The India experience with SLS has relevance for other developing countries. It was challenging but possibly easier putting subtitling on the policy map to address functional illiteracy. What can we do now to strategically leverage the policy inroads made by the SLS project, to expand media access to other constituencies in India, and by example, other countries?
David Katan worked at the School for Interpreters and Translators in Trieste, Italy for 20 years before taking up the post of full professor of English and Translation at the University of Salento (Lecce) in 2006. He has been the senior editor of Cultus: the Journal for Intercultural Mediation and Communication, since its inception in 2008. David Katan specialises in intercultural communication and has over 60 publications, including the influential book Translating Cultures: An Introduction for Translators, Interpreters and Mediators (1997/2012); the headword entry "Culture" for the Routledge Encyclopedia of Translation (2008); "Translation as Intercultural Communication" for the Routledge Companion to Translation Studies (2009); 2 entries for Benjamin's Handbook of Translation Studies (2012, 2013), and "Cultural Approaches to Translation"in the Wiley-Blackwell Encyclopedia of Applied Linguistics (2013). His research interests have more recently turned to investigating "The Status of the Translator". The results of the first global survey with over 1000 replies were published in Benjamins (2012, 2013). He is currently working on the second global survey of the profession. He is a licensee of the diagnostic tool, "The International Profiler," allowing him to work with individuals on developing their intercultural competence.
Abstract of Prof Katan's keynote speech
Overcoming Cultural Barriers to
Access through Abusive Subtitling and Transcreation
By David Katan
What does accessibility actually mean? It clearly suggests enabling those with a disability, but also at the same time making allowances for the characteristics of those who cannot readily change their way of perceiving. The dis-abilities I will be focusing on are linguistic and cultural. Though one of these dis-abilities, I will argue, cannot be discussed without the other. Also, I will argue, though linguistic translation may well be enabling, language without attention to culture should not be presumed to have any effect whatsoever on changing a viewer's way of perceiving, which is why transcreation is necessary. Linguistic accessibility is an important step towards accessibility, but the question really is where does the accessibility lead to – towards perceptions similar to those of the original intended audience, or towards further misperceptions? Without a clearer understanding of how culture impacts on the understanding of language, stronger barriers and strengthening of negative stereotypes may well be the result. And indeed, as is already known, full access to the language only will result in one becoming a "fluent fool".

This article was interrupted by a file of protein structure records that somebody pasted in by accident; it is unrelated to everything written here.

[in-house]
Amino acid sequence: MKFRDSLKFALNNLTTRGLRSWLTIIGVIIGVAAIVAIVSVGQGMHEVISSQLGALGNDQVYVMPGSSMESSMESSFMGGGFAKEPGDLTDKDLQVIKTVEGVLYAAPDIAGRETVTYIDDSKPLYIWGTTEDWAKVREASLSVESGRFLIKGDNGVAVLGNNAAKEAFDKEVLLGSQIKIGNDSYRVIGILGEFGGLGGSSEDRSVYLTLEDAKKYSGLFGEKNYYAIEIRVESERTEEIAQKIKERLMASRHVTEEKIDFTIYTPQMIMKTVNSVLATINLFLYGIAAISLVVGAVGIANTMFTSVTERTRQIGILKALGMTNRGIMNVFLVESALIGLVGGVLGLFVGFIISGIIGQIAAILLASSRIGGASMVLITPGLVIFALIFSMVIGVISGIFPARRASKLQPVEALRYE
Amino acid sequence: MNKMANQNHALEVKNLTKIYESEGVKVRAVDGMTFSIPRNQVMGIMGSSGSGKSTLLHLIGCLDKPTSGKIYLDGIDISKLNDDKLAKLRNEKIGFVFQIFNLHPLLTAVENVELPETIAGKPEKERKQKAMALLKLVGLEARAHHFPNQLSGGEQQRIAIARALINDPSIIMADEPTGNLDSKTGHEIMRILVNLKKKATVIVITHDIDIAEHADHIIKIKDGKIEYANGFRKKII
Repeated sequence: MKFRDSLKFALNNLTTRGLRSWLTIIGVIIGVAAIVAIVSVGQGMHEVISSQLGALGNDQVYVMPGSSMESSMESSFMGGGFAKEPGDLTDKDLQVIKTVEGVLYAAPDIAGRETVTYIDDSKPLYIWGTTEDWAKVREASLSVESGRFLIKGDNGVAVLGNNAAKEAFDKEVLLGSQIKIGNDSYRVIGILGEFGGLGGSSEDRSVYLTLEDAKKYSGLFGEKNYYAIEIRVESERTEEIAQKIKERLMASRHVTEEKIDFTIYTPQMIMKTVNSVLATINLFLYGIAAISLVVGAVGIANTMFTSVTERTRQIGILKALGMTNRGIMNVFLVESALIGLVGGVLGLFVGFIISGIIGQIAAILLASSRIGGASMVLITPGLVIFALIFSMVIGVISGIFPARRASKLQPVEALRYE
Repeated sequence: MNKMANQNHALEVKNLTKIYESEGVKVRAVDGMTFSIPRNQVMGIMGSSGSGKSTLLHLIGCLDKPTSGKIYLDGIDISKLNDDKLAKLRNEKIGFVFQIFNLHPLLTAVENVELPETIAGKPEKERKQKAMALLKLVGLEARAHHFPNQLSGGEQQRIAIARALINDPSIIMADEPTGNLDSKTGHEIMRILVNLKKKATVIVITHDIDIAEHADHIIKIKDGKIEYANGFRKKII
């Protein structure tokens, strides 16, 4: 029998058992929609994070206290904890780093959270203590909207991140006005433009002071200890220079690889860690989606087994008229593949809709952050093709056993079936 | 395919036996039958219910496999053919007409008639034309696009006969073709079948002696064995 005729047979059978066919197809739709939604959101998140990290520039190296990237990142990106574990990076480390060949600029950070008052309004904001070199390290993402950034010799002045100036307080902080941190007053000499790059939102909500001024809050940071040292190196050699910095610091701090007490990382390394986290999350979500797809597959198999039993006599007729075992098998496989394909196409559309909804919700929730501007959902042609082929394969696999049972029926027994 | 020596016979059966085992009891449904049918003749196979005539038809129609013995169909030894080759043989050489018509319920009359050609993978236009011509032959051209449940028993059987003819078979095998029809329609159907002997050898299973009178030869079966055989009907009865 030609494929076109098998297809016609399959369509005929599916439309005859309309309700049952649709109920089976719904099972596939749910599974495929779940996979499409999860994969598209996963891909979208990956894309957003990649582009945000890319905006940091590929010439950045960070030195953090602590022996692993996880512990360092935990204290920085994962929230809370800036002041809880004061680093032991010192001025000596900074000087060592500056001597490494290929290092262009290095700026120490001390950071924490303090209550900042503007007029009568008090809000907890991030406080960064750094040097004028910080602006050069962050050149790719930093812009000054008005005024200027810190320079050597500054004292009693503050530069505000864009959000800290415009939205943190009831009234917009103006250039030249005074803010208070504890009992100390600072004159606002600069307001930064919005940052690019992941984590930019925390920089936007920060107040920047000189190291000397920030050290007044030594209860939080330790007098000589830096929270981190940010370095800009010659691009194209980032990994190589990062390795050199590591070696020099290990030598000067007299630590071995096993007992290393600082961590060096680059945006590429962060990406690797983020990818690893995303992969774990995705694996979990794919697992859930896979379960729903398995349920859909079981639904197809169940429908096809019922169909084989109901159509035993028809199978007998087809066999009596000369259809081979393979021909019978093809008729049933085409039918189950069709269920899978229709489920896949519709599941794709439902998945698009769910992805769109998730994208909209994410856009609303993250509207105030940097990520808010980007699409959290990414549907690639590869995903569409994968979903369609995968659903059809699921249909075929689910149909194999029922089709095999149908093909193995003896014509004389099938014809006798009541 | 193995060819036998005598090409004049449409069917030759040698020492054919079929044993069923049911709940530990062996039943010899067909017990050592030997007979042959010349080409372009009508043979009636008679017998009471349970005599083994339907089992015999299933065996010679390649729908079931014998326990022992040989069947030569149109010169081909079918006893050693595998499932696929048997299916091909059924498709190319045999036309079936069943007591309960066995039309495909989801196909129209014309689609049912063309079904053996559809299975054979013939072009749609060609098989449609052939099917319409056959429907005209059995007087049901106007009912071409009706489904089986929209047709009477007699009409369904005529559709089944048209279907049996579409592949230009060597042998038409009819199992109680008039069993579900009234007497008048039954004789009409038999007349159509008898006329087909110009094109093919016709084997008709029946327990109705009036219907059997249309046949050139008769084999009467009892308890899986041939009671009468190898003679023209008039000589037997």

So, it will be argued, it is necessary – if we are to take accessibility seriously – to squeeze culture into the picture. The second part of the talk will, hence, focus on how at least some of the potential barriers may be reduced, guaranteeing a more genuine open access. These strategies rely partly on what has been called creative or even abusive subtitling and transcreation, borrowing from amateur fan-subbing, actual audience use of new media and the worlds of translation in the Arts and localisation. Pilot experimentation of audience response, through questionnaire feedback and eye tracking of a number of 'abusive' techniques will show that the positive response demonstrated so far should pave the way to effectively reducing barriers to understanding between different lingua-cultural groups and improve access as originally intended – as well as enabling the viewers to be more active rather than passive participants in the process.